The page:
Once your campaigns are set up, it’s time to create at least two ad groups in each one.
Ad groups in AdWords search campaigns are where you specify which ads should be shown for different keywords. The more closely the text of the ad matches the keyword, the higher the chance a user will understand why the ad is relevant to them, click on it and help you inch closer to the 5 percent CTR threshold to keep the account running.
The rationale behind having multiple ad groups is that it forces advertisers to split up long keyword lists. When an ad group starts to have more than 20 keywords, chances are that there is an opportunity to split that up into multiple ad groups with different themes that could get a more finely tuned ad.
Two Sitelink extensions
Ad extensions are a way to add more information to ads. Sitelinks are about giving users multiple landing page options to choose from, which can be useful to promote lesser-known aspects of a non-profit or to help users more quickly find the right page when they see your ad when doing a brand search.
Ad extensions are a fantastic way to boost your CTR and help maintain the 5 percent threshold Google now requires. In fact, their requirement of adding just two sitelinks is probably a bit too low, given how much these can help boost performance.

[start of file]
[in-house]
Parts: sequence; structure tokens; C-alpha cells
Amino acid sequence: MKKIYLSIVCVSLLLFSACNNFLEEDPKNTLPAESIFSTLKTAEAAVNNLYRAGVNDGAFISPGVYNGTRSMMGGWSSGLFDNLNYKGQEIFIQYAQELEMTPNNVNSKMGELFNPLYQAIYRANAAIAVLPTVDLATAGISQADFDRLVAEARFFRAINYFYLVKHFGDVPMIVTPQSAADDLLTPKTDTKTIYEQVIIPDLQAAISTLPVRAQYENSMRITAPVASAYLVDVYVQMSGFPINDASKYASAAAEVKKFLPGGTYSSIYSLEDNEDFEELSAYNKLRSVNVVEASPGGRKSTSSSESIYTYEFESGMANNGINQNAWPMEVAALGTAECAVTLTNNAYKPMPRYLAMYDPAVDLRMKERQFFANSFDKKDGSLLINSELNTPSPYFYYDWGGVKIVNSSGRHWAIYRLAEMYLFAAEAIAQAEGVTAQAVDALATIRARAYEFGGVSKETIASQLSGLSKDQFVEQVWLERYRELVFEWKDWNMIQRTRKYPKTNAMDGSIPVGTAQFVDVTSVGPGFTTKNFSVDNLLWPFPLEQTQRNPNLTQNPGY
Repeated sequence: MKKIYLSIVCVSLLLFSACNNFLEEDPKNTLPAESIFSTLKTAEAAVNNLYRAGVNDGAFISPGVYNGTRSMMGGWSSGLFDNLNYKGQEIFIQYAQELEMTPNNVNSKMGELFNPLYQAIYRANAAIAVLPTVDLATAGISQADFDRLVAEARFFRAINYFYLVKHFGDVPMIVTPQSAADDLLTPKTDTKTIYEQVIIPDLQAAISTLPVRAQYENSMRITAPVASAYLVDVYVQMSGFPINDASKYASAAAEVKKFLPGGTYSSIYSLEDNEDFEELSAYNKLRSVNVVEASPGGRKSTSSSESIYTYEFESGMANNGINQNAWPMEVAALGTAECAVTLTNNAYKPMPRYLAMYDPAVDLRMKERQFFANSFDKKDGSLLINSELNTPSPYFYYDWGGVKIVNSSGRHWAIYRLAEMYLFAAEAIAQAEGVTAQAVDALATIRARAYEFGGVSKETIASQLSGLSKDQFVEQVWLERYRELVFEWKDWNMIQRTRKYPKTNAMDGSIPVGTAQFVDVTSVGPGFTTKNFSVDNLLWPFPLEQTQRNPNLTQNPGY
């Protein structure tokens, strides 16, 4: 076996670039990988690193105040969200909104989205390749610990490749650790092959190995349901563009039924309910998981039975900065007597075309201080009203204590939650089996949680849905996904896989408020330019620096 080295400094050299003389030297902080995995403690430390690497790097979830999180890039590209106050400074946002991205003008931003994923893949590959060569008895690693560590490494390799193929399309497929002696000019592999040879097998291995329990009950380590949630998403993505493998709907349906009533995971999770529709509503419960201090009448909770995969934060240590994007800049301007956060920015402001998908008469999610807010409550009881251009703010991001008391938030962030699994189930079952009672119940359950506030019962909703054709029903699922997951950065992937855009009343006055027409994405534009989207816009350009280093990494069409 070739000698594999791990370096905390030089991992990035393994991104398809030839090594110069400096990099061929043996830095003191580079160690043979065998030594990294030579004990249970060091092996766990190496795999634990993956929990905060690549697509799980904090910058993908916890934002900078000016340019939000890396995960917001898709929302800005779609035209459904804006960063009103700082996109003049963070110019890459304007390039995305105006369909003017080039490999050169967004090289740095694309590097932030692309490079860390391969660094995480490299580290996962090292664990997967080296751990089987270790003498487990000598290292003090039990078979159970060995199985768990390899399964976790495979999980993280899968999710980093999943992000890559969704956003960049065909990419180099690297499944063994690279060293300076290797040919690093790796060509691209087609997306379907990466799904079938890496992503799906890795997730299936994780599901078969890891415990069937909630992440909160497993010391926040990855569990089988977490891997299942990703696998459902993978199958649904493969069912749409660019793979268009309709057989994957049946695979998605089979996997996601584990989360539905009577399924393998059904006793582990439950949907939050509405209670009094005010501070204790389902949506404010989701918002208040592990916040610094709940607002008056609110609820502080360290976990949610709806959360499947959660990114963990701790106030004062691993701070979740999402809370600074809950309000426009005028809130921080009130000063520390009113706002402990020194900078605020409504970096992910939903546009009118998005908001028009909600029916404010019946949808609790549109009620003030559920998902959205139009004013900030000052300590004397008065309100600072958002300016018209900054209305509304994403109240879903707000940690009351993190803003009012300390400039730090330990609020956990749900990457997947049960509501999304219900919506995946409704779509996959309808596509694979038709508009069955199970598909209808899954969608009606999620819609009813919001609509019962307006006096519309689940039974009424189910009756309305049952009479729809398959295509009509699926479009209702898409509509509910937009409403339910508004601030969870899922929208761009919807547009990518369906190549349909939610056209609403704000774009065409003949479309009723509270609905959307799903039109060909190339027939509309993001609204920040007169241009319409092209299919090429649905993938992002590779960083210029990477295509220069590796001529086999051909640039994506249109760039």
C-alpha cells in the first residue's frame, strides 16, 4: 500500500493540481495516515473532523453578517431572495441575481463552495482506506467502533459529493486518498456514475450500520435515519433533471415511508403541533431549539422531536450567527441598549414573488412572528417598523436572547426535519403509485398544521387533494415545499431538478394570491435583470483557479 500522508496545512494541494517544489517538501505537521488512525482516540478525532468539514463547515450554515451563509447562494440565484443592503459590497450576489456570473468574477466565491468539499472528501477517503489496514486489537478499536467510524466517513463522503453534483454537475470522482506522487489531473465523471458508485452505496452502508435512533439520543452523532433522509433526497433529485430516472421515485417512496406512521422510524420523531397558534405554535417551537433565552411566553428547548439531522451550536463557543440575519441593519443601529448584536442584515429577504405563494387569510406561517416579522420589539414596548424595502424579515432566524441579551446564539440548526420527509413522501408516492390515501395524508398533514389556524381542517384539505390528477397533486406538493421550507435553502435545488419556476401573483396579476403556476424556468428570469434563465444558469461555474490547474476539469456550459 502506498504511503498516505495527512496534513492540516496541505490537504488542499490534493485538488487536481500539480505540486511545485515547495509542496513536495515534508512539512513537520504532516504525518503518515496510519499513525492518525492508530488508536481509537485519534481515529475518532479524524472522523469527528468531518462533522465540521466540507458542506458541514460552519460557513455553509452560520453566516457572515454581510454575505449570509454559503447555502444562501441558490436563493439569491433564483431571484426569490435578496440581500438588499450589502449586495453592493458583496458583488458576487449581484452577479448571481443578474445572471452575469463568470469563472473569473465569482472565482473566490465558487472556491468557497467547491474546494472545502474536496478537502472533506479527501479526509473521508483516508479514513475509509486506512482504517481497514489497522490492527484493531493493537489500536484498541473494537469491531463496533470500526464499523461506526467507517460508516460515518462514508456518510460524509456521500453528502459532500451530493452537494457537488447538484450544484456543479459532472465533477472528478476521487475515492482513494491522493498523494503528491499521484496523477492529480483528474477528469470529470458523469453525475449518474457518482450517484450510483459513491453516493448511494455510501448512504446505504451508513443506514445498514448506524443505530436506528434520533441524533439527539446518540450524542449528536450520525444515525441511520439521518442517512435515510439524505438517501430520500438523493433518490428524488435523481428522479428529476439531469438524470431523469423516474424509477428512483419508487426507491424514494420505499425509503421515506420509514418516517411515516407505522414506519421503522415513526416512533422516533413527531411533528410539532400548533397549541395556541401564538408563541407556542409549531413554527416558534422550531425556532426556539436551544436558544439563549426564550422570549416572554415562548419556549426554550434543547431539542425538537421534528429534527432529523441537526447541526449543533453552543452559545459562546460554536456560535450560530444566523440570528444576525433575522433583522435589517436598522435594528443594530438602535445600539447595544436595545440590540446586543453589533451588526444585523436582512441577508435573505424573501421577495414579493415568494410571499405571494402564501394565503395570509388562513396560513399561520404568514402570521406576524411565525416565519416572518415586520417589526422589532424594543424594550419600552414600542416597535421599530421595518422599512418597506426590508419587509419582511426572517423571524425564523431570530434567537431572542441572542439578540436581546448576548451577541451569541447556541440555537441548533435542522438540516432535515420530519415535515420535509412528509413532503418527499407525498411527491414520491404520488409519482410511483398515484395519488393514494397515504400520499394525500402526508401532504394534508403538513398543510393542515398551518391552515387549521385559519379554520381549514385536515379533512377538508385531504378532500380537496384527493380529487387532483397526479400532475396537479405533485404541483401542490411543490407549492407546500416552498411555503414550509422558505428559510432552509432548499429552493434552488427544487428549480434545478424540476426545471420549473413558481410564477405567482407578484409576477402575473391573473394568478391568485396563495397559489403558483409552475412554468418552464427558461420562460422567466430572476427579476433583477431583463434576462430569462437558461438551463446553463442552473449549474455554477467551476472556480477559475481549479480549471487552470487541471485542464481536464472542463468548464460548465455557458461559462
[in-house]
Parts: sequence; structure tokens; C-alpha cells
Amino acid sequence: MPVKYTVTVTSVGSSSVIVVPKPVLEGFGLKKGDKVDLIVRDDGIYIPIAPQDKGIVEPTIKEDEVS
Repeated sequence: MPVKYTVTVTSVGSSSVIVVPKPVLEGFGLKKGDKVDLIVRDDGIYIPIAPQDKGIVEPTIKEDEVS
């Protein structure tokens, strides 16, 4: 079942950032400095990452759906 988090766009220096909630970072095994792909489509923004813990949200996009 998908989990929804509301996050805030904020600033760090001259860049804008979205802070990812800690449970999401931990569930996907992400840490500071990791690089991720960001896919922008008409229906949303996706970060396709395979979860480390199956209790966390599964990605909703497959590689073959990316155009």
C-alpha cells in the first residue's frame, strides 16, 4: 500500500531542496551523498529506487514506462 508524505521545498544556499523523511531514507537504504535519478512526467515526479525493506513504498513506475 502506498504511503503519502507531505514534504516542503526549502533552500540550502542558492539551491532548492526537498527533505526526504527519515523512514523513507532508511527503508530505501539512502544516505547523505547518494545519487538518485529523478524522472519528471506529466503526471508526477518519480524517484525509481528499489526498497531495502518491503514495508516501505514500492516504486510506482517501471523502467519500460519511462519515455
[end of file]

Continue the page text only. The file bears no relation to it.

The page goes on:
As long as you have enough interesting and unique landing pages, I recommend adding at least four sitelinks. Below is an example of an advertiser using more than two sitelinks, and as you can see, it helps them be more relevant for a search on a generic query like “donate.”
Ad Groups must have at least two ads
It’s hard for even the best marketer to write the single best possible ad for every keyword so that’s why AdWords encourages advertisers to submit multiple ad variations. Their machine learning algorithms can then match the best one based on what they know about each user, like what searches they might have done leading up to the one that triggered your ad.